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No Phony God Talk From First Presidents

William Edelen

There is so much blabbering God talk coming from the phony politicians today that you want to throw up. They can't make a statement without ending it with "God bless you...and God bless America." Our first six Presidents, Humanists and Deists, would find this talk repugnant.

A few facts: The Presidential oath of office, the only oath detailed in the Constitution, does NOT contain the phrase "so help me God" or any requirement to swear on a bible. All of that phony ritual is done by the participants only to appease the bible thumpers.' They can be sworn in without any of it. Next fact:' The words, "under God" was not in the Pledge of Allegiance until 1954. And "In God we Trust" was not on paper currency before 1956, when Congress, under Eisenhower, inserted them. Since biographers have said that Eisenhower never attended church services in his life until he became President, the hypocrisy of it all is staggering. Please do not miss my point. NONE of all this presumptuous "God talk" came from the Presidents who founded this nation and wrote our Constitution and Bill of Rights.

GEORGE WASHINGTON:' Martha Washington said that he refused to kneel for prayer, and also refused to take communion when he attended the Episcopal Church, calling it "superstitiion". Episcopalian minister Bird Wilson, in a sermon delivered in 1831, stated that "Washington is no more than a Unitarian, if anything."' Episcopalian minister James Abercrombie criticized Washington from the pulpit for not kneeling and not taking communion.' Washington never again attended services. Wrote Washington:' "Religious controversies are always productive of more irreconcilable hatreds than those which spring from any other cause." In The Treaty of Tripoli, under Washington, Article Eleven, begins: "As the government of the United States is not in any sense founded on the Christian religion.."' This treaty was ratified by the senate in 1797 without a SINGLE OBJECTION and signed by then president John Adams.' Article six of the U.S. Constitution made this treaty doubly binding by saying "All treaties made under the authority of the United States shall be bound thereby, anything in the laws of any state to the contrary notwithstanding." It should be treasured today as the supreme document for the American doctrine of the absolute separation of church and state. In his book "George Washington and Religion" Professor Paul Boller of the University of Massachusetts writes: "In all of Washington's voluminous writing, not once does he even speak of Jesus."' Washington was deist, humanist, and as many scholars have noted was the least religious of any of our first six Presidents.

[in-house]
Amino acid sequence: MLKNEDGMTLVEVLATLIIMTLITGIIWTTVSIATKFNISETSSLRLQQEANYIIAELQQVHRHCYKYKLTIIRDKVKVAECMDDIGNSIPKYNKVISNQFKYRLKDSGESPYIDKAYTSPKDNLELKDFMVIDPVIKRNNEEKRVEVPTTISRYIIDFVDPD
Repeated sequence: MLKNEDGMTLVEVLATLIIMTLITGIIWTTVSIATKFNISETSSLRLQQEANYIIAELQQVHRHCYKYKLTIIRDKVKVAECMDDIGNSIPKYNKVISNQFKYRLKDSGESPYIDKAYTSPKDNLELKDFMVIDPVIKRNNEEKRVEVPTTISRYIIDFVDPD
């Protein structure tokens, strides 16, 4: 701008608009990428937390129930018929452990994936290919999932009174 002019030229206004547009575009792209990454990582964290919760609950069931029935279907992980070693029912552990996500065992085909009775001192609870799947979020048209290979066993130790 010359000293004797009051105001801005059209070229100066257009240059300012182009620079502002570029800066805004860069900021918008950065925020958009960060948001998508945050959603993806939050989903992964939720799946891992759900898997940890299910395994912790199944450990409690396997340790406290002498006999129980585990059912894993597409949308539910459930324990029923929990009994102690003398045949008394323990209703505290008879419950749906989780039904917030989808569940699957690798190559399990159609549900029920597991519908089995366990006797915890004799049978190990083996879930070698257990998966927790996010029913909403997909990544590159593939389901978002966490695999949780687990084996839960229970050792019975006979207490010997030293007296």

JOHN ADAMS:' Signed the Treaty of Tripoli.' He did not believe in any Christian doctrine, and in fact found such doctrines repugnant. He wrote: "The doctrine of the divinity of Jesus has made a convenient cover for absurdity. Creeds, Confessions, Doctrines and Oaths, are all trumpery.'' The clergy of that day attacked him as an atheist. Adams responded in this way;:' "Go ahead and snarl, bite and howl, all of you Christian Calvinistic Divines, all of you who say I am no Christian....well I say to you that you are no there we are even...the account is balanced."' In the Jefferson-Adams Letters, they both constantly joke about the stupidity of the Doctrine of the Trinity.

Episcopalian minister Bird Wilson, in a sermon of October 1831, summed up the religion of our founders in these words:' "Among all of our Presidents, from Washington downward, not one believed in Christianity."

"No Phony God Talk From First Presidents" is copyright © 2001 by William Edelen.
The electronic version is copyright © 2001 Internet Infidels with the written permission of William Edelen.


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